Journal of ISSN: 2475-5540 JSRT

Stem Cell Research & Therapeutics
Editorial
Volume 1 Issue 1 - 2015
Stem Cell Research and Regenerative Therapy: Towards A Bright Future
Rokhsareh Rohban*
Department of Internal Medicine, Division of Endocrinology and Metabolism, Medical University of Graz, Austria
Received: May 21, 2015 | Published: May 28, 2015
*Corresponding author: Rokhsareh Rohban, Department of Internal Medicine, Division of Endocrinology and Metabolism, Medical University of Graz, Austria Tel: +43-316-385-72896; E-mail:
Citation: Rohban R (2015) Stem Cell Research and Regenerative Therapy: Towards A Bright Future. J Stem Cell Res Ther 1(1): 00002. DOI 10.15406/jsrt.2015.01.00002

Editorial

Stem cell research and therapeutic application of stem cells referred to as “regenerative medicine” has grown with an enormous rate within the past few years. It was only in 1978 that stem cells were discovered in human cord blood [1], followed by the development of first in vitro stem cell line in mice (1981) [2,3], generation of embryonic stem cell lines from hamster (1988) [4] and later from primate (1995) [5]. A huge progress was achieved in 1998 when cells from the inner cell mass of early embryo were isolated and first embryonic stem cells were developed [6]. Later the same year, the story continued by generating germ cells from fetal gonad tissue as well as manipulating adult mouse tissues resulting in generation of different cell types [7]. This meant an open hand toward immeasurable possibilities for stem cell scientists, by using bone marrow or umbilical cord cells to establish neurons or pancreatic cells and using brain cells to give rise to other cell types. That was exciting enough to attract more interest in terms of finance, (life)-time and energy investments towards stem cell research and regeneration with the promise of greater scientific achievements and a better control over stem cell proliferation and commitment. However, as science is always about, restrictions and undesired results were unavoidable aching points which attenuate the enormous progress in the field of stem cells and regenerative medicine.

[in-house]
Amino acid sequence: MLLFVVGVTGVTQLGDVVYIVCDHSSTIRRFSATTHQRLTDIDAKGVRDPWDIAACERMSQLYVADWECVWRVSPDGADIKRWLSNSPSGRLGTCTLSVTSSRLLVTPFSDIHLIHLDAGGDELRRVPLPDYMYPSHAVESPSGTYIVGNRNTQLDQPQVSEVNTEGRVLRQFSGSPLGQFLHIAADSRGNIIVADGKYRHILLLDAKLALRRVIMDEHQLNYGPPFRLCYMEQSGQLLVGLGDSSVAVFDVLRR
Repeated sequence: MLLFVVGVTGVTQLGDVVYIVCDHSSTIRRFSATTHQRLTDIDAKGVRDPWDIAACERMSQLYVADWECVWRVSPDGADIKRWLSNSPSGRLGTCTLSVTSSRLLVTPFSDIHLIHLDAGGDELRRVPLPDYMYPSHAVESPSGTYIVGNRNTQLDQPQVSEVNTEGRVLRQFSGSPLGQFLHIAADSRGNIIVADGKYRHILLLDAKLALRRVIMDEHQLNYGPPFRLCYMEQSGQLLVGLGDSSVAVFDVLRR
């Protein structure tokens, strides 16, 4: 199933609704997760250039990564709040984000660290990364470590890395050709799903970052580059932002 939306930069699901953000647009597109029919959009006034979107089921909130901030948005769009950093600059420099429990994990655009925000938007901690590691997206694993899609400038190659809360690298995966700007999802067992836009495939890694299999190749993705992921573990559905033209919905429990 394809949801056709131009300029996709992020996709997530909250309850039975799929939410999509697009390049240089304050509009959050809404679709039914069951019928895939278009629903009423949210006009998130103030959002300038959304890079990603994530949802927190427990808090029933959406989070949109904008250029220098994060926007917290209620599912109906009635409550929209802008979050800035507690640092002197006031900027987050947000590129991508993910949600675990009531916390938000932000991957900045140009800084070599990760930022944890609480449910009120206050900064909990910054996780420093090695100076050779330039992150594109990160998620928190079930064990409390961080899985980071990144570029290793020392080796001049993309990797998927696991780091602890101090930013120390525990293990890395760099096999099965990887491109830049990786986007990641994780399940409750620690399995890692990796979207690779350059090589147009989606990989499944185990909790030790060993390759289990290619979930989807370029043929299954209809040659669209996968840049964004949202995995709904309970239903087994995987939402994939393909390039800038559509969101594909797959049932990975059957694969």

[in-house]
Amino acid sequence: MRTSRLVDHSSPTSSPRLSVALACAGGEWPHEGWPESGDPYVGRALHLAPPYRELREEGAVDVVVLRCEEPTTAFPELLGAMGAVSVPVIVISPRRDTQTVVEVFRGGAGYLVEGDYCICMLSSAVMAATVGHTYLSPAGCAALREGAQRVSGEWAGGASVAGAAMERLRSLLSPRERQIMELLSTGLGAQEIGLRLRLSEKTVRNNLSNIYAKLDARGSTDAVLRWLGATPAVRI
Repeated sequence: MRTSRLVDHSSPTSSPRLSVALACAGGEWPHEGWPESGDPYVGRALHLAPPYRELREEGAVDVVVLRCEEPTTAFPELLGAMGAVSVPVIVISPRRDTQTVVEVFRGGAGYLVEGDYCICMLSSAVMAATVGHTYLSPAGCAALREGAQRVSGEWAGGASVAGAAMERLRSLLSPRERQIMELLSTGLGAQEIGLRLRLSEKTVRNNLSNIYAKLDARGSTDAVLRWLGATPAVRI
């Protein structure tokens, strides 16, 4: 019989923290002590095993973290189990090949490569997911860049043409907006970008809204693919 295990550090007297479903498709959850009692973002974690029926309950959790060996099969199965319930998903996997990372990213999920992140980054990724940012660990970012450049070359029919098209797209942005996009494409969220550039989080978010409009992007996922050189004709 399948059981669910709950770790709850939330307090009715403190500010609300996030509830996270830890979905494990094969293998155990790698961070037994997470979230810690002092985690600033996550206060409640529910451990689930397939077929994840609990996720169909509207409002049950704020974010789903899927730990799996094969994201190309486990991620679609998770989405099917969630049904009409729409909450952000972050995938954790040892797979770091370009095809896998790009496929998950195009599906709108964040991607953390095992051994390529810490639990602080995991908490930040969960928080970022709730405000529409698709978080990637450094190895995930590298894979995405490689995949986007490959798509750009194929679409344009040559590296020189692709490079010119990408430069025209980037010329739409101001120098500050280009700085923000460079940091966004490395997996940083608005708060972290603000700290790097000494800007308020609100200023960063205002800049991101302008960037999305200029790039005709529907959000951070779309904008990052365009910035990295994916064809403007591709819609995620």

There have been abiding concerns in terms of moral and ethical implication of stem cells, which resulted in a huge attempt from governments to regulate stem cell research while defining policies for donating research fund to this challenging and promising scientific field. As diverse the cultural points of view and opinions amongst inhabitants of different countries are, as big is the variety of rules and regulations to acquire stem cell based knowledge, and no unique set of rules to govern stem cell research and application exist to date [8]. Rather, every country has governed its own policy and opinion towards stem cell research, which is far from ideal and could potentially hamper the efficacy of international scientific communication and cooperation in stem cell field. One cause for the concerns about clinical application of stem cells may lie in the variability of stem cell behavior in transplantation [9,10], where stem cells have been shown to act as double-edged swords. They have the capability to ensure survival of leukemia patients who are in need for bone marrow transplantation; regretfully however, stem cells are sometimes prone to show their other half by developing graft versus host disease in patients who have already undergone the overwhelming medical procedure of stem cell transplantation.